I received October's issue of Analog and it was so good I read it in just a few days. I am happy to say that this issue is a much better than average issue, with two stories sharing the first place as my favorites and one that is a close second. It has been long since I have have felt this satisfied by one of the magazines I read.
Let's get down to the fiction.
"Lune Blue" by Janet Catherine Johnston is this month's novella. This is one of my two faves. Two researches are sent to the Moon while doing some research for NSETI, which is a derivative of SETI. Unfortunately, Earth is politically on chaos with nuclear war looming over the entire globe. Nice story, nice characterization and a very good ending. It's pure sci-fi. As a plus, Daleks are mentioned, which is always a good thing.
"Sixteen Million Leagues From Versailles" by Allen M. Steele is the second favorite. A long time ago, when Louis XIV, aka the Sun King, was ruling over France a vase with a tribute to Mars, the god of War, used to lay over a fireplace at Versailles. A few centuries later the precious vase is lost on Mars (the planet!). A small team will have to find it and will quickly find out that there is more important than life itself.
"Following Jules" by Ron Collins gets the second place not because it is not well written but because I really can't stand stories about virtual reality anymore. Surprisingly, this story ended up being very interesting so I don't have much to complain. The ending is a bit cheesy but it fits the general mood of the novelette.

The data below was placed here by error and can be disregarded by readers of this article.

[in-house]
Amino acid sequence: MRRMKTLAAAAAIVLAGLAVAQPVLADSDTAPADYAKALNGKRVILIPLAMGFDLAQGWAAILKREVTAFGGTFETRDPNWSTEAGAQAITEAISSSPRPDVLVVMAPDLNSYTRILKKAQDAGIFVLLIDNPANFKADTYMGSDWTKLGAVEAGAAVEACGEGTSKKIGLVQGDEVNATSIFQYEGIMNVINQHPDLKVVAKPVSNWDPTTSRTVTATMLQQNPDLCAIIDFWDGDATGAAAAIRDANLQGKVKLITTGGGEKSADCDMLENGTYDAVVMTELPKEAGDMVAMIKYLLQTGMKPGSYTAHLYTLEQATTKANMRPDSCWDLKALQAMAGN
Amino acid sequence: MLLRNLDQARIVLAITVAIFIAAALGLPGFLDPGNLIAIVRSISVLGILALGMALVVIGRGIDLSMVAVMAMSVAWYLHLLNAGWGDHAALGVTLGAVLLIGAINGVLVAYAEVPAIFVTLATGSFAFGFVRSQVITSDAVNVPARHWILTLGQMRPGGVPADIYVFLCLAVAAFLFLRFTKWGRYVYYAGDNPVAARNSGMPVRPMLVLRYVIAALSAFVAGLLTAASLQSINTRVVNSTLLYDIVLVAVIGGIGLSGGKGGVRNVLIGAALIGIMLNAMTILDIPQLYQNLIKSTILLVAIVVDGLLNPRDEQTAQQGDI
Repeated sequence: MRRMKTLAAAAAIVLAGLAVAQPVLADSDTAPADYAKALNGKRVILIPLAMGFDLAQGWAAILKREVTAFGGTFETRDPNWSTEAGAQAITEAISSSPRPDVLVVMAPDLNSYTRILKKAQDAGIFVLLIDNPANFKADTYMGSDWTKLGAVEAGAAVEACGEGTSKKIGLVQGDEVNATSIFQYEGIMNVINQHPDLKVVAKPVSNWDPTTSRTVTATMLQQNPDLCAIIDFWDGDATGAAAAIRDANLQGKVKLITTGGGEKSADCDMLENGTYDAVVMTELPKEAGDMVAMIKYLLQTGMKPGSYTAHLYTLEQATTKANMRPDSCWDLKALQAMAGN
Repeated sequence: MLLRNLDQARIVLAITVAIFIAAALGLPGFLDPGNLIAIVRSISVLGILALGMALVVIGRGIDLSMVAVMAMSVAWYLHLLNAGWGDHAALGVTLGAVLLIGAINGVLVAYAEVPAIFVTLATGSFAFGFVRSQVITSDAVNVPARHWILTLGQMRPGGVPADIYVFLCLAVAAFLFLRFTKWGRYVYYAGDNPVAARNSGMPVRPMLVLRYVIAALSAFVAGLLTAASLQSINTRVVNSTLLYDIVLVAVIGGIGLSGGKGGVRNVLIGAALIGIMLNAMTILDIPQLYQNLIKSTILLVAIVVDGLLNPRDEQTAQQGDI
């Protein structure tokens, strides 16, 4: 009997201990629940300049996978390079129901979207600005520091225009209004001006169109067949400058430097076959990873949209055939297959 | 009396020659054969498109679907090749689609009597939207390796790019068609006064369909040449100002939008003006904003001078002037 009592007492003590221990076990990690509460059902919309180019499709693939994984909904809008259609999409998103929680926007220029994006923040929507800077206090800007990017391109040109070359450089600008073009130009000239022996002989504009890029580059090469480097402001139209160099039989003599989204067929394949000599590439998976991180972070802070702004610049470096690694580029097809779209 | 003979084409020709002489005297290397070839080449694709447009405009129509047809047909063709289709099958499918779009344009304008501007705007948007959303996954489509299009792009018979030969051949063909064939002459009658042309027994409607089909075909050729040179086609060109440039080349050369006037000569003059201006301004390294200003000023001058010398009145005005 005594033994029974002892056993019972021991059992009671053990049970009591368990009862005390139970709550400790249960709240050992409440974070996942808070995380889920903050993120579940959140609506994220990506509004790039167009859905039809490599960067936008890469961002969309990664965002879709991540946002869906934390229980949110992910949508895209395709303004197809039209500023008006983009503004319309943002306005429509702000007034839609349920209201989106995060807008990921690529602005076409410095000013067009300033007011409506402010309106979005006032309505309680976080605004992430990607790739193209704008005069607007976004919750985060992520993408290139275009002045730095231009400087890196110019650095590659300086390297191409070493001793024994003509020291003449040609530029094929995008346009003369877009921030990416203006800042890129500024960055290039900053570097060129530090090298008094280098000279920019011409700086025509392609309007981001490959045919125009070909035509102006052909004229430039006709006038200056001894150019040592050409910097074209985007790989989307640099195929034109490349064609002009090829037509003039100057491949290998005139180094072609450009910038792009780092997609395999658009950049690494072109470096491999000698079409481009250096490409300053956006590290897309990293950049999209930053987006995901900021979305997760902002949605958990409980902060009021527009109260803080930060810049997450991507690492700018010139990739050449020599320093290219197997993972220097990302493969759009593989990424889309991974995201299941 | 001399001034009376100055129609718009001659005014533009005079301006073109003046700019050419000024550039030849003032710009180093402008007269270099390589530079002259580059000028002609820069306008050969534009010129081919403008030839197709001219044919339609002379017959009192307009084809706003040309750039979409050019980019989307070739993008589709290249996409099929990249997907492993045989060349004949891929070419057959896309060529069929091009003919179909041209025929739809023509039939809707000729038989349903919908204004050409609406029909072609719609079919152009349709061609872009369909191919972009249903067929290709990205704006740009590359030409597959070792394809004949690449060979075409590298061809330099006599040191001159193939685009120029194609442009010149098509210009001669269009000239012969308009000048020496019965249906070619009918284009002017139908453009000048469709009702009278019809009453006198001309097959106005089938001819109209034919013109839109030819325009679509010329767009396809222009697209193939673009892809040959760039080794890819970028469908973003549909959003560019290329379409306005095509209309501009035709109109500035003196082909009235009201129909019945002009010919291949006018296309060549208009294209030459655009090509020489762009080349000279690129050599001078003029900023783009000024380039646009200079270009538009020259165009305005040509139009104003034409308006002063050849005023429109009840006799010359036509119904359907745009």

"Putting Down Roots" by Stephen W. Wilk is a short story which is more a meditation on culture than actual science fiction. I liked it mainly because I never turn down a good red wine or a pint of beer.
"Things We Have in This House For No Reason" by Marissa Lingen is flash fiction. Weak story.
"At The Peephole Palace" by William Eakin is more flash fiction. Not as nice as the other stories.
"Fear of Heights in the Tower of Babel" by Carl Frederick. While reading this I couldn't understand if it was satire or not, and still don't. A set of elevators with a very elevated AI kidnap some VIPs and ask for a ransom. I think it's funny. However, the problem is that the person in charge of solving the kidnapping is afraid of heights and will have to go on top of Europe's tallest building, which makes my cruel mind have even more fun. I enjoyed it, although the ending was quite obvious from the start of the story.
"Conscientious Objectors" by Jay Werkheiser. A story based at a VA hospital with a lot of cross-cultural issues tackled. Nice, but I guess it ends up preaching too much.
Last (but not least) mention to the cover art. I am quite happy about it, no weird monsters, no fantasy-like stuff. Just three naked bodies floating in a good 'ol lab.